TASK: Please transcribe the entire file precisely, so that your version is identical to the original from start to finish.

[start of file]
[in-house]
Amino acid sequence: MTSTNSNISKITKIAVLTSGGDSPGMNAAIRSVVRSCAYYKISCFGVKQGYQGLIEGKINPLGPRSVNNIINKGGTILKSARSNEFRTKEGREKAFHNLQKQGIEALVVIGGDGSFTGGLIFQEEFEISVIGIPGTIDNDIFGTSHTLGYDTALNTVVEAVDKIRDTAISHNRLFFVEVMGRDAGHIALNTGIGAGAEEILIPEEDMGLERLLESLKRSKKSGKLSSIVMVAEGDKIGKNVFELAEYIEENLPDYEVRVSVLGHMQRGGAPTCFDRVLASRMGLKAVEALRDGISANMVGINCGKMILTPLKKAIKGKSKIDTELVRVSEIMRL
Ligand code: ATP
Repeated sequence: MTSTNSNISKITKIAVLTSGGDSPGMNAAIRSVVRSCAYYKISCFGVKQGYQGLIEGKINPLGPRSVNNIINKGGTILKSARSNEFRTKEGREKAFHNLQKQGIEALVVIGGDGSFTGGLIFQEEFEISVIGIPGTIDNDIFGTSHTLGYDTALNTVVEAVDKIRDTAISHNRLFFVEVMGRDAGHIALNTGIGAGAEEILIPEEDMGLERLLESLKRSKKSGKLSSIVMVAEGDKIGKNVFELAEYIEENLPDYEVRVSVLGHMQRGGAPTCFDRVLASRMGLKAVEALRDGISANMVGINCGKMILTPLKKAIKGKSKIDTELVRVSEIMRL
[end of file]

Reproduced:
[in-house]
Amino acid sequence: MTSTNSNISKITKIAVLTSGGDSPGMNAAIRSVVRSCAYYKISCFGVKQGYQGLIEGKINPLGPRSVNNIINKGGTILKSARSNEFRTKEGREKAFHNLQKQGIEALVVIGGDGSFTGGLIFQEEFEISVIGIPGTIDNDIFGTSHTLGYDTALNTVVEAVDKIRDTAISHNRLFFVEVMGRDAGHIALNTGIGAGAEEILIPEEDMGLERLLESLKRSKKSGKLSSIVMVAEGDKIGKNVFELAEYIEENLPDYEVRVSVLGHMQRGGAPTCFDRVLASRMGLKAVEALRDGISANMVGINCGKMILTPLKKAIKGKSKIDTELVRVSEIMRL
Ligand code: ATP
Repeated sequence: MTSTNSNISKITKIAVLTSGGDSPGMNAAIRSVVRSCAYYKISCFGVKQGYQGLIEGKINPLGPRSVNNIINKGGTILKSARSNEFRTKEGREKAFHNLQKQGIEALVVIGGDGSFTGGLIFQEEFEISVIGIPGTIDNDIFGTSHTLGYDTALNTVVEAVDKIRDTAISHNRLFFVEVMGRDAGHIALNTGIGAGAEEILIPEEDMGLERLLESLKRSKKSGKLSSIVMVAEGDKIGKNVFELAEYIEENLPDYEVRVSVLGHMQRGGAPTCFDRVLASRMGLKAVEALRDGISANMVGINCGKMILTPLKKAIKGKSKIDTELVRVSEIMRL